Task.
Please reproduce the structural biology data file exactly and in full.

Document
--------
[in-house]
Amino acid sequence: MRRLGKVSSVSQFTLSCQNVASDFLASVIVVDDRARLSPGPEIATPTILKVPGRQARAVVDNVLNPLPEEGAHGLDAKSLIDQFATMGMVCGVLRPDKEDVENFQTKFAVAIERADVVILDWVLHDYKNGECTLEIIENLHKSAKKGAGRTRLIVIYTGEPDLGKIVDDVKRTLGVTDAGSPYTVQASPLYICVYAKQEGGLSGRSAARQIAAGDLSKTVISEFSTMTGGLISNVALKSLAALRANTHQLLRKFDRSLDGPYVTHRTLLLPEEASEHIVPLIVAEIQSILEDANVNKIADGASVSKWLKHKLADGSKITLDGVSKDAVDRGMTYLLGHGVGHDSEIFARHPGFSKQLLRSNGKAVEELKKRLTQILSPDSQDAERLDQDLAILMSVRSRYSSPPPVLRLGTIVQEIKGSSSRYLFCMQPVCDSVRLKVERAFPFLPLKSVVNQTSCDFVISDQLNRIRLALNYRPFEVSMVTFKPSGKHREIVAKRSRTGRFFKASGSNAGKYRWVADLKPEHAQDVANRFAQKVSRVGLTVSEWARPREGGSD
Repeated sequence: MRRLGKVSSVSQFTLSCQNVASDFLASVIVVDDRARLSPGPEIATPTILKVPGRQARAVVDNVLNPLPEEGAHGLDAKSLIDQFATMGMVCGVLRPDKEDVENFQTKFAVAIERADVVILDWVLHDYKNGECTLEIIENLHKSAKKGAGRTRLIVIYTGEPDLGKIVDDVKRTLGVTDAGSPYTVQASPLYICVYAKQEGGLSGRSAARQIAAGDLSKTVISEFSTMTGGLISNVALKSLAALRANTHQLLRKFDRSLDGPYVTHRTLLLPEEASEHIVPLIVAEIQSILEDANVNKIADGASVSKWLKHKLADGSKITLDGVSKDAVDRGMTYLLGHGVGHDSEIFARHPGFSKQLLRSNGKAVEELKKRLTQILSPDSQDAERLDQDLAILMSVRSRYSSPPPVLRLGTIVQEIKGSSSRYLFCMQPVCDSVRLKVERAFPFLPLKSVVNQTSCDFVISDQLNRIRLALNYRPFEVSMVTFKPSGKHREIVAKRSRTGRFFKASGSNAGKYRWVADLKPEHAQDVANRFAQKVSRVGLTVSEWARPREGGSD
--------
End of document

[in-house]
Amino acid sequence: MRRLGKVSSVSQFTLSCQNVASDFLASVIVVDDRARLSPGPEIATPTILKVPGRQARAVVDNVLNPLPEEGAHGLDAKSLIDQFATMGMVCGVLRPDKEDVENFQTKFAVAIERADVVILDWVLHDYKNGECTLEIIENLHKSAKKGAGRTRLIVIYTGEPDLGKIVDDVKRTLGVTDAGSPYTVQASPLYICVYAKQEGGLSGRSAARQIAAGDLSKTVISEFSTMTGGLISNVALKSLAALRANTHQLLRKFDRSLDGPYVTHRTLLLPEEASEHIVPLIVAEIQSILEDANVNKIADGASVSKWLKHKLADGSKITLDGVSKDAVDRGMTYLLGHGVGHDSEIFARHPGFSKQLLRSNGKAVEELKKRLTQILSPDSQDAERLDQDLAILMSVRSRYSSPPPVLRLGTIVQEIKGSSSRYLFCMQPVCDSVRLKVERAFPFLPLKSVVNQTSCDFVISDQLNRIRLALNYRPFEVSMVTFKPSGKHREIVAKRSRTGRFFKASGSNAGKYRWVADLKPEHAQDVANRFAQKVSRVGLTVSEWARPREGGSD
Repeated sequence: MRRLGKVSSVSQFTLSCQNVASDFLASVIVVDDRARLSPGPEIATPTILKVPGRQARAVVDNVLNPLPEEGAHGLDAKSLIDQFATMGMVCGVLRPDKEDVENFQTKFAVAIERADVVILDWVLHDYKNGECTLEIIENLHKSAKKGAGRTRLIVIYTGEPDLGKIVDDVKRTLGVTDAGSPYTVQASPLYICVYAKQEGGLSGRSAARQIAAGDLSKTVISEFSTMTGGLISNVALKSLAALRANTHQLLRKFDRSLDGPYVTHRTLLLPEEASEHIVPLIVAEIQSILEDANVNKIADGASVSKWLKHKLADGSKITLDGVSKDAVDRGMTYLLGHGVGHDSEIFARHPGFSKQLLRSNGKAVEELKKRLTQILSPDSQDAERLDQDLAILMSVRSRYSSPPPVLRLGTIVQEIKGSSSRYLFCMQPVCDSVRLKVERAFPFLPLKSVVNQTSCDFVISDQLNRIRLALNYRPFEVSMVTFKPSGKHREIVAKRSRTGRFFKASGSNAGKYRWVADLKPEHAQDVANRFAQKVSRVGLTVSEWARPREGGSD